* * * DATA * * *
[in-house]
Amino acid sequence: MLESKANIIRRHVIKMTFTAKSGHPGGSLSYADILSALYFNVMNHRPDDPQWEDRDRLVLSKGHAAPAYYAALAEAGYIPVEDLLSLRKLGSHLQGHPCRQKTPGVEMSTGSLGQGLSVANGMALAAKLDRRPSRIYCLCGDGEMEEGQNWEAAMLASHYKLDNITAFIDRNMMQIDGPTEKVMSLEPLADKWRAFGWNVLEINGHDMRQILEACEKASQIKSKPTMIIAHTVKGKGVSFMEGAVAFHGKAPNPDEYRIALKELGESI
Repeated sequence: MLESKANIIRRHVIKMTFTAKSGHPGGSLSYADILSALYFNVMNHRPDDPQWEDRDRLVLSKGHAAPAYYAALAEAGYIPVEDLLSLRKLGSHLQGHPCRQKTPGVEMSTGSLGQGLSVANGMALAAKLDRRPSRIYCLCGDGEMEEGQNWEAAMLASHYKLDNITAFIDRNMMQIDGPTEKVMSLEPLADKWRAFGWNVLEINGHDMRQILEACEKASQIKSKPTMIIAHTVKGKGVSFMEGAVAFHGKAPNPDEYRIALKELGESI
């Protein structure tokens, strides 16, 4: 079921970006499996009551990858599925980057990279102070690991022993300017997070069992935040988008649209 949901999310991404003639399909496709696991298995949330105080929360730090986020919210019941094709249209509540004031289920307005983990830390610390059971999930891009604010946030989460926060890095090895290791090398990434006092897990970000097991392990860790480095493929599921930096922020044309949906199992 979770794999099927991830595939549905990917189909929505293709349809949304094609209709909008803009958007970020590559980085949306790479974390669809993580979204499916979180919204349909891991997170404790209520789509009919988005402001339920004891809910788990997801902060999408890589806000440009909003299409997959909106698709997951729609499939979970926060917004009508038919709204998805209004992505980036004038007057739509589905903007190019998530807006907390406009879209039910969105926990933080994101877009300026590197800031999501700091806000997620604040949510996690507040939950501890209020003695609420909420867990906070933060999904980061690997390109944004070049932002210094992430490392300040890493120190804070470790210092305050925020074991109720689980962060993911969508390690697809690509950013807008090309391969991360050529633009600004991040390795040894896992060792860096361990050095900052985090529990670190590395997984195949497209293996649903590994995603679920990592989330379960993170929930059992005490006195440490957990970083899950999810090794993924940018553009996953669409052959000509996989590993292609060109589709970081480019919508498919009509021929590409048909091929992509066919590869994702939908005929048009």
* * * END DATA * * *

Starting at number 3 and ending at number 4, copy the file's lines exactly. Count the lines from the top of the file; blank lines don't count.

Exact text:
Repeated sequence: MLESKANIIRRHVIKMTFTAKSGHPGGSLSYADILSALYFNVMNHRPDDPQWEDRDRLVLSKGHAAPAYYAALAEAGYIPVEDLLSLRKLGSHLQGHPCRQKTPGVEMSTGSLGQGLSVANGMALAAKLDRRPSRIYCLCGDGEMEEGQNWEAAMLASHYKLDNITAFIDRNMMQIDGPTEKVMSLEPLADKWRAFGWNVLEINGHDMRQILEACEKASQIKSKPTMIIAHTVKGKGVSFMEGAVAFHGKAPNPDEYRIALKELGESI
């Protein structure tokens, strides 16, 4: 079921970006499996009551990858599925980057990279102070690991022993300017997070069992935040988008649209 949901999310991404003639399909496709696991298995949330105080929360730090986020919210019941094709249209509540004031289920307005983990830390610390059971999930891009604010946030989460926060890095090895290791090398990434006092897990970000097991392990860790480095493929599921930096922020044309949906199992 979770794999099927991830595939549905990917189909929505293709349809949304094609209709909008803009958007970020590559980085949306790479974390669809993580979204499916979180919204349909891991997170404790209520789509009919988005402001339920004891809910788990997801902060999408890589806000440009909003299409997959909106698709997951729609499939979970926060917004009508038919709204998805209004992505980036004038007057739509589905903007190019998530807006907390406009879209039910969105926990933080994101877009300026590197800031999501700091806000997620604040949510996690507040939950501890209020003695609420909420867990906070933060999904980061690997390109944004070049932002210094992430490392300040890493120190804070470790210092305050925020074991109720689980962060993911969508390690697809690509950013807008090309391969991360050529633009600004991040390795040894896992060792860096361990050095900052985090529990670190590395997984195949497209293996649903590994995603679920990592989330379960993170929930059992005490006195440490957990970083899950999810090794993924940018553009996953669409052959000509996989590993292609060109589709970081480019919508498919009509021929590409048909091929992509066919590869994702939908005929048009």